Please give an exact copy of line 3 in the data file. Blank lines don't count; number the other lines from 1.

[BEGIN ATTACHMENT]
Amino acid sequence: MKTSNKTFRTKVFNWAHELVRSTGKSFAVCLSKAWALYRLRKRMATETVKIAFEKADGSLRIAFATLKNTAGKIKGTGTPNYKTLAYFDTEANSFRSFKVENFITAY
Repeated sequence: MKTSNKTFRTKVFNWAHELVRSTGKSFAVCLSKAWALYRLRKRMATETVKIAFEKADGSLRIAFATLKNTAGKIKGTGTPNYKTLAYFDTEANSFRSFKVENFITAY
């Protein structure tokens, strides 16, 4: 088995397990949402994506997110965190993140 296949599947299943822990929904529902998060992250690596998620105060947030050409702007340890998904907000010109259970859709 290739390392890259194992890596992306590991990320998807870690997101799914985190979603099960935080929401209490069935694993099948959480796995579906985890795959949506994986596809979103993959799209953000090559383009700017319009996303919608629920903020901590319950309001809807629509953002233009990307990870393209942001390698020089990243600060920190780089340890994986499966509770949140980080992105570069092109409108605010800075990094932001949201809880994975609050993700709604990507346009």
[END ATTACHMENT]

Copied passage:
């Protein structure tokens, strides 16, 4: 088995397990949402994506997110965190993140 296949599947299943822990929904529902998060992250690596998620105060947030050409702007340890998904907000010109259970859709 290739390392890259194992890596992306590991990320998807870690997101799914985190979603099960935080929401209490069935694993099948959480796995579906985890795959949506994986596809979103993959799209953000090559383009700017319009996303919608629920903020901590319950309001809807629509953002233009990307990870393209942001390698020089990243600060920190780089340890994986499966509770949140980080992105570069092109409108605010800075990094932001949201809880994975609050993700709604990507346009």